Lecture notes on Services marketing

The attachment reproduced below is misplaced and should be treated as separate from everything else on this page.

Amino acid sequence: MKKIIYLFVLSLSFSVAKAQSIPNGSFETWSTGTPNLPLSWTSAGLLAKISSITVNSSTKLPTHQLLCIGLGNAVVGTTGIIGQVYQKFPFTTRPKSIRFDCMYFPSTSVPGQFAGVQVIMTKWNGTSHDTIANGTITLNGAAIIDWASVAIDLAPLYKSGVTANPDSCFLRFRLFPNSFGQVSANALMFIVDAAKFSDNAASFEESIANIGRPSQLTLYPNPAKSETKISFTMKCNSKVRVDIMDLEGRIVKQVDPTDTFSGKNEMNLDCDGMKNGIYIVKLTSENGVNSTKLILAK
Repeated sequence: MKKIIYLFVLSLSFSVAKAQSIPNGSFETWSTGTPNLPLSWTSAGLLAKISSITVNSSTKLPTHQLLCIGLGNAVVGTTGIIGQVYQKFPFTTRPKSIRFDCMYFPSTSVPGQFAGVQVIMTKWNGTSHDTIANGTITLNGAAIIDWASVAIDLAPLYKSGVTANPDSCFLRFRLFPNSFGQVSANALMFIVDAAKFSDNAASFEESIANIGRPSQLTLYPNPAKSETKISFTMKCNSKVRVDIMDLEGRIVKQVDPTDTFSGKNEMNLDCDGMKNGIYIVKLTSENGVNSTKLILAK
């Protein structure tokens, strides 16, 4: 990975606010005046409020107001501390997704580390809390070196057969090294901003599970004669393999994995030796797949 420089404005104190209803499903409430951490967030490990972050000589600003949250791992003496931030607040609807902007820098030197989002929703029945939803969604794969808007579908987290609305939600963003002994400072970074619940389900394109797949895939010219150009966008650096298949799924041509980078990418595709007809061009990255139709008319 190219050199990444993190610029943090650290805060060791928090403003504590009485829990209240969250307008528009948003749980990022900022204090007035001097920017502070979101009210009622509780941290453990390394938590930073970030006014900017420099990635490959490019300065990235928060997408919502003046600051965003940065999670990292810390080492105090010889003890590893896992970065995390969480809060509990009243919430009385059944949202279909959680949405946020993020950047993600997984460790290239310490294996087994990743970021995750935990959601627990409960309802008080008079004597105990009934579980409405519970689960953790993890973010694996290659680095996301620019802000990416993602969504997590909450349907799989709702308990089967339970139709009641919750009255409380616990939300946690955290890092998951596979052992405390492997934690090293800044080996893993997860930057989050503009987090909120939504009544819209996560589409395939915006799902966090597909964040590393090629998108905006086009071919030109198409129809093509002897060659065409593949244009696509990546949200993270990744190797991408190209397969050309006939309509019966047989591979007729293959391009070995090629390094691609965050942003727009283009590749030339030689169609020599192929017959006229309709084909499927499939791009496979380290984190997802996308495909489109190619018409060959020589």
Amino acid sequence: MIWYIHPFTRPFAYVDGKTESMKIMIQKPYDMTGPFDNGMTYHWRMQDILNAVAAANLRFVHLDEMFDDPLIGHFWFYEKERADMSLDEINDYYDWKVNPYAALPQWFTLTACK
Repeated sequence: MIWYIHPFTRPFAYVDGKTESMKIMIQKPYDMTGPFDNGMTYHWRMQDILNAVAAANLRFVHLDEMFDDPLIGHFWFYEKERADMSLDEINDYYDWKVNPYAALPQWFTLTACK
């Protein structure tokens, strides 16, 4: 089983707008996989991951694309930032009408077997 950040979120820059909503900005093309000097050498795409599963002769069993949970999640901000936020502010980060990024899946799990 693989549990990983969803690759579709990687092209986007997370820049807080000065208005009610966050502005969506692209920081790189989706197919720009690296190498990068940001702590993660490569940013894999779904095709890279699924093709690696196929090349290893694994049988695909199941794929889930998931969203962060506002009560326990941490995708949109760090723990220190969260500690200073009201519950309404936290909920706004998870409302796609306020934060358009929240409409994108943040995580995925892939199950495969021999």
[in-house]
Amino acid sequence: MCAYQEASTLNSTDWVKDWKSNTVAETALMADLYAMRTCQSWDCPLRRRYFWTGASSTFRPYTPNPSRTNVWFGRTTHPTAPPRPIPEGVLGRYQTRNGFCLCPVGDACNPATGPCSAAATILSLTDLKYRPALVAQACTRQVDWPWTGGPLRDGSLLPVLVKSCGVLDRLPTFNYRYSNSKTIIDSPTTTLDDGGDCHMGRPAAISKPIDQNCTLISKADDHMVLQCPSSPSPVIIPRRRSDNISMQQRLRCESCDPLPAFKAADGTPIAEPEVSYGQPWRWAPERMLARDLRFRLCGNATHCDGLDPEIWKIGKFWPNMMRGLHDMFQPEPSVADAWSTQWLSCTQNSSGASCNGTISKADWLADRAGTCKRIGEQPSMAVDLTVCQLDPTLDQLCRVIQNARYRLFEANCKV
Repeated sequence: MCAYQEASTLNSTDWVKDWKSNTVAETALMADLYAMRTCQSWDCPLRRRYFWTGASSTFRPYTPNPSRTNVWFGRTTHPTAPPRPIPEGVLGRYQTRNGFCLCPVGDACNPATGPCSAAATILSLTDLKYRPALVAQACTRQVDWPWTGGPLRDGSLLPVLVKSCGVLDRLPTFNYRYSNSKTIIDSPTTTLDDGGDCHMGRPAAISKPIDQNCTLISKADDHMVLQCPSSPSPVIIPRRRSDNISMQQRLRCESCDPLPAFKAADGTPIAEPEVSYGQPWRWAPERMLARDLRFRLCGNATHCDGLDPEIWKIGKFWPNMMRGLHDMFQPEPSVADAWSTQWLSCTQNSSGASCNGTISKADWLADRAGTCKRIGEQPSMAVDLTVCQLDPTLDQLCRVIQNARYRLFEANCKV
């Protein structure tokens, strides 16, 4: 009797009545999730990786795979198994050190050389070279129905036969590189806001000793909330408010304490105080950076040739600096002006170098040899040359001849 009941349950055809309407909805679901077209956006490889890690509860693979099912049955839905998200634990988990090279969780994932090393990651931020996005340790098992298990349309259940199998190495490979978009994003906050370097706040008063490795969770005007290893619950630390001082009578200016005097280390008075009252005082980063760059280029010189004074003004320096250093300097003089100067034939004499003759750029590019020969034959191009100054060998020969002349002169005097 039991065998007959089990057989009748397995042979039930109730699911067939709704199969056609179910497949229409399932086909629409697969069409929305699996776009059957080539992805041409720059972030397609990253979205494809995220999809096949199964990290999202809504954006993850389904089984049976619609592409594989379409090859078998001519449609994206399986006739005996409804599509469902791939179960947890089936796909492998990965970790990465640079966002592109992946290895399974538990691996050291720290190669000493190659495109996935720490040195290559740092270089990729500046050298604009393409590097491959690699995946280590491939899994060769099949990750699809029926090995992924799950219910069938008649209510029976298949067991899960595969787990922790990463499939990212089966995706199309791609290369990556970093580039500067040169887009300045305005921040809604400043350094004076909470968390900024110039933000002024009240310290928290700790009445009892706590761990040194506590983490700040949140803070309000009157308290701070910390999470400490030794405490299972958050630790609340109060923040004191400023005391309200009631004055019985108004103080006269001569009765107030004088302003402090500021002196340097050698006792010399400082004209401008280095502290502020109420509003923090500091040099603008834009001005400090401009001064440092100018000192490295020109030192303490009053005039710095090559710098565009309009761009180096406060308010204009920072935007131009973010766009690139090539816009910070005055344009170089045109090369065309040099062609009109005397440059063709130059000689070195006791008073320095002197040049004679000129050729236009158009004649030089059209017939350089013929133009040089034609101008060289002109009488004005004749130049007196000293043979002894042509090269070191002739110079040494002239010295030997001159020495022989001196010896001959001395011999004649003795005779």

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Chapter 2 SERVICES MARKETING- AN OVERVIEW 2.1 Services: The Concept All industrial and economic activities are divided into three, namely, primary, secondary and tertiary. Primary activities include agriculture, fishing, forestry, mining etc. Secondary activities consist of manufacturing, processin-g, construction etc. Tertiary activities comprise of services, distribution etc. Services form a major part of economic activities and the world today is dominated by the service sector. The service sector is enormously large and varied. It includes banking, transportation, insurance, communication, education, employment, healthcare, Legal service, accounting, tourism, hospitality and information services. Some of the services are provided on a nonprofit basis, for example, education and healthcare, while others are provided on a commercial basis such as hotels, professional consultants, solicitors etc. Defining a service is not an easy task and there is no single universally accepted definition of the term. An earlier view of the concept of service was that it was a mere benefit attached to a physical product. Now a major shift has taken place in the concept of service and the service industry at present has achieved its independence and growth quite apart from physical goods. Hence service industries are fundamentally different from manufacturing industries. In common parlance the term services means personal services like repairing, health service, legal services, counselling etc. Marketing experts in a different way. They feel that the contents of services are view the problem much wider. Services are deeds, acts or performancesbl The complexity of definition of services increases when one realises that there are no pure services or pure tangible products. "Any act or performance that one party can offer to another that is essentially intangible and does n-ot result in ownership of anything. Its production may or may not be tied to a physical prduct." .- "Services are activities, benefits or satisfaction which are offered for sale, are provided in connection with sale of good." "Services can also be defined as action of organisation that maintains and improves the well being and functioning of peple." "A service is an activity which has some element of intangibility associated with it, which involves some interaction with customers or with I3erry.L.L. "Service Marketing is Different." Business. Volume 30 - May-June 1980, pp.24-30. Kotler, Philip, Marketing Management: Analysis, Planning, Zrnplernentaton and Control. Prentice-Hall of India, New Delhi, 1990, p. 467. American Marketing Association: Committee on Definitions, A Glossary oj Marketing Terms. Chicago, 1960. Hasenfield. Y and Richard, A.E., Hvrnon Services Orgonisations. The University of Michigan Press, 1974, p. 1. property in their possession, and does not result in a transfer of ownership. A change in condition may occur and production of service may or may not be closely associated with a physical product. "5 What these and other definitional approaches share in common is their emphasis on the essentially intangible nature of a service. Thus a service firm : offers an essentially intangible product(s); produces an output the units of which may be dissimilar in the same lot (heterogeneity); .- a cannot store the unused (unsold) service; .- a may often need engagement of customers in the production and delivery of the service; may leave the buying basket of customers as empty as it was before buying. 2.2 Services : Features Services have some salient features, which necessitate a new vision, a distinct approach and a world class professional excellence to deal with the Pawe, Adrian. The Essence of Seruices Marketing. Prentice Hall of India, New Delhi.1995, p.6. various aspects of the services effectively and profitablyn6 The service professionals who are not well aware of these features find it difficult to make creative decisions. It is against this background that the important features of services are analysed as follows for making appropriate managerial decisions. 1. Intangibility Services are intangible in that they do not have a physical shape. So a consumer cannot touch or see it but can derive the benefits after buying it. This intangibility makes the task of decision makers more complex. While motivating the prospects they cannot display the positive or negative aspects of services. The consumer also finds it difficult to measure service value and quality. To overcome this, consumers tend to look for evidence of quality and other attributes. They also consider physical evidence and qualifications or professional standing of the consultant. Services by nature are abstract. Therefore, services carry with them a combination of intangible perceptions and benefits. Thus it is right to mention that due to intangibility, the managing of services become much more complicated. Services often cannot be separated from the person of the service provider. Moreover, some services must be created and dispensed simultaneously. For example, dentists create and dispense almost all their services at the S.M. Jha, Seruices Morketlng, Hirnakya Publishing House, Mumbai, 2000, p.7 same time. From the marketing point of view, direct sale is the only channel of distribution of services. This feature of services also limits the scale of operation of a service firm. The goods are produced at one point and then distributed by others at other points. In services, we find the selling processes contributing to its creation. Thus in the words of Donald Cowell, goods are produced, sold and then consumed, whereas services are sold and then produced and cnsumed. 3. Heterogeneity It is not possible for a service firm to standardise its service. Each unit of - the service is somewhat different from the other units of the same service. For example, an airline does not provide the same quality of service on each journey. The primary reason for such inconsistency is the effort to satisfy the customer's need to the fullest. This requires the interaction of customers and service providers. They should do everything to ensure the consistent quality of the service. 4. Perishability Services are highly perishable and they cannot be stored. In the context of services, if we fail to sell the services, it is lost forever. For example, a vacant seat in an aircraft or an unbooked room in a hotel etc. are opportunities lost forever. This makes it essential that decision-makers "Cowell, Donald, W., The Marketing of Services; CAM Foundation and Institute of Marketing. William Heinemann Ltd., London, 1984.p.25. should minimise the risk by utilising their professionalism. The strategies include peak load pricing, motivating non- peak period consumption etc. 5. Ownership Lack of ownership is a basic feature of the service industry. A customer may only have access to or use of a facility. Payment is for the use, access or hire of the service. Thus the ownership is not affected in the process of selling the services. 6. Fluctuating Demand: Generally the demand for services is fluctuating in nature. Demand for certain services that may be high during peak seasons may be low during off-seasons. Most service organisations have capacity constraints. So simultaneous attempt to achieve closer match between demand and supply is sought. The combination of perishability and fluctuating demand offers challenges to service company executives in planning, pricing and promotion of services. Management experts would like to add some more features to services while distinguishing them from products. These are: 1. Lack of entry barriers: Introduction of new changes in various services is not patentable i.e. the innovativeness of one firm can easily be adopted by another. Also, services are not generally capital intensive, and thus entering a service sector is not at all difficult. Minimum opportunities to achieve economies of scale: Most services operate from multiple locations so that they can cater to the surrounding geographical area. This prevents the service provider from producing a service at one place as is done in the case of producing tangible goods. Thus opportunities of achieving economies of scale are difficult. 3. Customer Contact .- The customer is very much a part of the service process. A service can be classified as high or low contact depending on the percentage of time the customer spends in the delivery system relative to the total service time. In high contact services the customer influences the timing of demand and the nature of service by direct participation in the process. 2.3 Classification of Services There have been a number of approaches towards classification of services. The intention behind this classification is to provide service managers with a means of identifying other companies who, though operating in different types of services, share certain common characteristics. Lovelock classifies services based on five crucial factors. They are: Nature of the service act. The relationship of service organisation to customers. The extent of customization and judgement. The nature of supply and demand for the service The process of service deliverym8 A simple form of classification of services is into: A. Business and professional services. B. Non-business services Business and professionalservices include banking, insurance, advertising, consulting, market information, budgeting, legal, medical, accounting etc. Non-business services include leisure, entertainment, recreation, education, counselling etc. - Helen Woodruffe classifies services into the following five categries: 1. End user According to the end-user of services, it may be classified into: Lovelock, C.H., "Classifying services to Gain Strategic Marketing Insights," Journal of Marketing, Vo1.47. Summer, 1983, pp.9-20. Woodruffe, Helen, Services Marketing, Macrnillan India Limited, New Delhi 1 10002.1999. pp 28-29. Consumer services- such as leisure, hairdressing, personal service Business services-advertising agencies, printing, accounting, consultancy Industrial services- plant maintenance, repair service, project management 2. Service tangibility The degree of tangibility of a service can be used to classify services: Highly tangible services - car rentals, vending machines, - telecommunications. Services linked to tangible goods - car service, repair of domestic appliances Highly intangible services - consultancy, legal service 3. People based services: Services can be classified based on the extent of the consumer contact: People-based services -education, healthcare etc. where high contact is necessary. Equipment based services - only low customer contact is required for such services: car wash, cinema, and vending machines. 4. Expertise / Professionalism On the basis of expertise and skills required, services may be classified into: Professional Services - legal, medical, accounting, and consultancy. Non-professional Services - day care, baby sitting. 5. Profit Orientation The overall business orientation is a recognised means of classification: - Commercial Services - banks, insurance, hotel and catering services. Non-commercial services - charities, public sector leisure facilities. 2.4 Marketing of Services Service firms lagged behind manufacturing companies in the application of marketing principles till recently. Many service organisations were either small which consider marketing not necessary or costly or unethical. The service sector has been found contributing substantially to the development process of any economy. The developments in the service sector and mounting competition in this field have been forcing service-generating firms to apply modern marketing principles. It is necessary to adopt marketing strategies by service firms not only for their survival and growth but also for satisfying the needs and expectations of their customers. Marketing is a human activity directed at satisfying the needs and wants of consumers through exchange process. The British Institute of Marketing finds it as the management function which organises and directs all those activities involved in assessing and converting customer purchasing power into effective demand for a specific product or service and to achieve the profit motive in moving the product to the final customers or users. Marketing is essentially a customer-oriented activity where satisfaction of customers is the focal point. The American Marketing Association defines marketing as the performance of business activities that direct the flow of goods and services from producer to consumer or useralo "Marketing is a social and managerial process by which individuals and groups obtained what they need and want through creating and exchanging products and value with others"." lo American Marketing Association Committee on Definitions, A Glossary of Marketing Terms, Chicago. 1960. l1 Kotler, Philip and Armstrong, Gary, Principles of Marketing, Prentice Hall of India, New Delhi, 1996, p.6. 38 Kotler further adds "Marketing is getting the right goods and service to the right people, at the right places, at the right time and at the right price with the right communications and promotions" .I2 "Marketing is not concerned solely with tangible goods, it also plays a similar role in connection with the distribution of service".' Felton views the marketing concept as "a corporate state of mind that insists on the integration and co-ordination of all marketing functions which, in turn, are welded with all other corporate functions for the basic objective of providing maximum long range corporate profits" .I4 Service marketing is defined as the integrated system of business activities designed to plan, price, promote and distribute appropriate services for the benefit of existing and potential consumers to achieve organisational objectives. The perception of services marketing focuses on selling the services in the best interest of the customers.15 it is a systematic and coordinated effort of a service organisation to expand its market by delivering the best possible services. The objects of services marketing are the achievement of organisational goals like making profits, establishing leadership, long term 12 Kotler, Philip, Marketing Management: Analysis, Planning, lmplementotion ond Control, Prentice Hail of India, New Delhi,1990, p,3. l3 Rathwell, J.M., Marketing in the Seruice Sector, Winthrop Publishers Inc. Cambridge, 1974. l4 Felton. A P. "Making the Marketing Concept Work", Horward Business Review. July-August. 1959, Source: Marketing: A Managerial Introduction, by J C Gandhi, Tata McGraw Hill Publishing Company Limited, New Delhi, 1991. l5 Jha. S.M. ,Services Marketing, Himalaya Publishing House,Mumbai,2000, p. 10. survival and growth and the satisfaction of consumers by rendering excellent services. The concept of services marketing covers the following aspects: selling services profitably to target consumers and prospects delivering maximum satisfaction to consumers of services; and positioning the service firm in the market. Marketing is thus an integral part of service management. The managerial decisions are not found to be effective in the absence of a time bound implementation of marketing principles. Of late, customer satisfaction is found to be a focal point of the marketing decisions sirice the marketing processcan help in offering the right services to the right persons at the right time. Marketing simplifies the process of transforming prospects into actual customers of services. 2.5 Need for Services Marketing The concept of marketing was not given much attention by most of the service organisations hitherto. Some service organisations like educational institutions, hospitals etc. once had so much demand that they did not need marketing until recently. Still others (legal, medical and accounting practices) believed that it was unethical to use marketing.16 16 Kotler, Philip and Armstrong, Gary, Principles of Marketing, Prentice Hall of India, New Delhi, 1996, p. 663, With the passage of time the service economy has gained momentum and has achieved growth far exceeding the growth of the industrial economy especially in the developed countries. Services marketing ideas and techniques have thus grown alongside the growth of the service economy. Like manufacturing businesses, service firms ultimately felt the need to use marketing principles to position themselves strongly in the chosen target markets. The multi-faceted developments in the service sector and in the mounting intensity of competition have been engineering a strong foundation for the application of modern marketing principles in the service organisations. The following facts make it clear that the application of modern .- marketing principles by service generating organisations would pave avenues - for qualitative and quantitative transformation: 1. Increase in the Disposable Income The disposable income of the people has been found increasing in recent years. This trend is also visible in developing countries like India. The increase in income in turn leads to demand for a number of services and thereby, new opportunities are created in the service sector. The positive developments in the service sector open new doors for an increase in disposable income. The moment an increase in the disposable income is found, the process of demand generation gains a rapid momentum creating more opportunities for the development of services sector. The intensity of competition is found at its peak and this necessitates application of marketing principles. 2. Increasing Specialisation Organisations have now no option but to promote specialisation since this helps them to be cost effective. The firms prefer to engage specialists for almost all purposes. Experts and professionals like consultants; legal advisors, financial experts, technocrats etc. play a decisive role in managing an organisation. Greater specialisation in management requires the services of experts and consultants in almost all areas. It is right to mention that due to growing specialisation, service generating organisations would need a new culture influenced by corporate culture, and marketing practices can do a lot towards this end. 3. Changing Lifestyles With the development of corporate culture and the emergence of a well- established services sector there would be a basic change in the lifestyles. The busy working environment and increased personal stress and strain would pave the way for development of innovative personal services like healthcare, fashion-designing, recreational centres, beauty parlours etc. The change in lifestyles creates new waves in the demand for specialised services and marketing can play a vital role in meeting the new aspirations of the consumers. 4. Professional Excellence Corporate culture makes an advocacy in favour of performance- orientation. The development of human resources would be given greater importance by all organisations either producing goods or services. Professional excellence thus would get a new priority and the masses would be tempted to the professional education. Excellence and professionalism in knowledge require the development of world-class educational institutions for almost all disciplines. The services sector would be professionalised in which only the world-class human resources can get a place. This will lead to greater efficiency in service organiisations. .- The application of marketing principles along with this professionalism - will make it easier to achieve the corporate goals. 5. Information Explosion The inventions and innovations in the field of communications have been found fuelling information explosion. The tremendous opportunities generated by communications would influence almost all the sectors especially service industries like entertainment, advertisement, fashion designs etc. It is in this context that it is essential to practice the modern marketing principles so that the marketing information system plays a positive role in improving the quality of decisions. 6. Sophistication in Market: There is more sophistication in the modern market where consumer expectations would be greater and more complex in nature. There would be frequent changes in the hierarchy of needs and requirements of consumers that result in the changes in the nature of market in terms of products or services required for that market. These multi-dimensional changes in the market necessitate the application of modern marketing principles. 7. Increasing Governmental Activities: The expanding governmental activities in almost all sectors of the economy would also make ways for the development of the service sector. The latest trends in the trade and cultural exchange policies, the global partnership etc. would pave the way for more profitable growth of service sector. This will also lead to more positive and sophisticated qualitative changes in the service sector which call for intensive use of innovative marketing principles. 2.6 Service Industries: The Marketing Response Given the unique and distinguishing features of the service industry, researchers have offered different models for the marketing of services. In a service firm there are many variables which affect the service encounter. Services marketing requires not only external marketing but also internal marketing and interactive marketing." The three types of marketing form a triangle model which is depicted in Fig. F1 below: Internal // \ External Marketing / Employees Customers Interactive Marketing Fig. F1 - The Triangle Model' of Services Marketing .- Internal Marketing deals with marketing to employees, that is, motivating them to serve the customers. External Marketing involves making the services available to consumers. Interactive Marketing relates to efforts of employees to win customers' loyalty in the process of their interaction with the customers in delivering the services. Parasuraman18 suggested the pyramid model of services marketing. (Fig. F2.). 17 Gronross, Christian, " A Service Quality Model and Its Marketing Implications", Europen Journal of Marketing, Vol. 18, No.4, 1984,pp.36-44 - Source: Mamoria, C.B., Suri, R.K. and Mamoria, Satish, Marketing Management, Kitab Mahal, Allahabad, 2000, p.7 16. l8 Parasuraman, A , "Augmented Marketing." Business %day, January 7-21.1997. pp. 25-26. Customers Fig-F2. The Pyramid Model of Services Marketing The introduction of technology as a service delivery option adds a whole new dimension to services marketing. In addition, the various facets of the pyramid imply augmentation of the traditional internal, external and interactive marketing. 2.7 Service Marketing Mix The elements of the marketing mix as applied in the marketing of tangible goods are equally applicable to services marketing also. As in product marketing the management should first define its marketing goals and select its target markets. 'Then management must design and implement marketing mix strategies to reach its markets and fulfil its marketing goals. However, the task of developing a total marketing programme in service industry is challenging because of the special features of services. The special characteristics of services make it quite difficult to apply the traditional Four Ps of marketing mix to services namely product, price, place and l9 Zeithaml. V.A. Pararuraman, A and Berry, L.L., "Problems and Strategies in Services Marketing", Journal of Marketing, Vo1.49, No.2, 1985, pp.33-46. The object of a services firm is to deliver quality service to customers at competitive prices. The quality of service depends on the customer's expectations and their perception of the service. If these do not match, quality difference can arise which will lead not only to a dissatisfied customers but also to bad publicity. Thus a modified marketing mix has to be developed which will incorporate those elements which are essential to the marketing of services in addition to the Four Ps. The activities involved in the effective marketing of services are quite different and generally do not fall in the conventional marketing mix. Therefore, it is imperative for service managers to consider the extended marketing mix in formulating their marketing strategies. Marketing experts have added three more Ps namely process, people and physical evidence to the services marketing mixO2 The three- extra Ps which are added to the existing four Ps, basically take into account the intangible nature of services and the considerable human element involved in the service process. Thus the 7 Ps of the service marketing mix are product, price, place, promotion, process, people and the physical evidence. Following the trend AgrawalZ1 expanded the mix of marketing elements to eight variables and proposed a new marketing framework. It is 20 Booms, M.H and Bitner. M.J., "Marketing Strategies and Organisation Structure for Service Firms". in Donnelly, J.H and George, W.R (Eds . ) , Marketing of Seruices, American Marketing Association, Chicago, 1982, pp.47-51. 21 Agrawal. M.L., "Managing Service Industries in the New Millennium : Evidence is Everything" . Management and Labour Studies, XLRI Jamshedpur Vol. 25, No.2, April 2000, pp.99-114.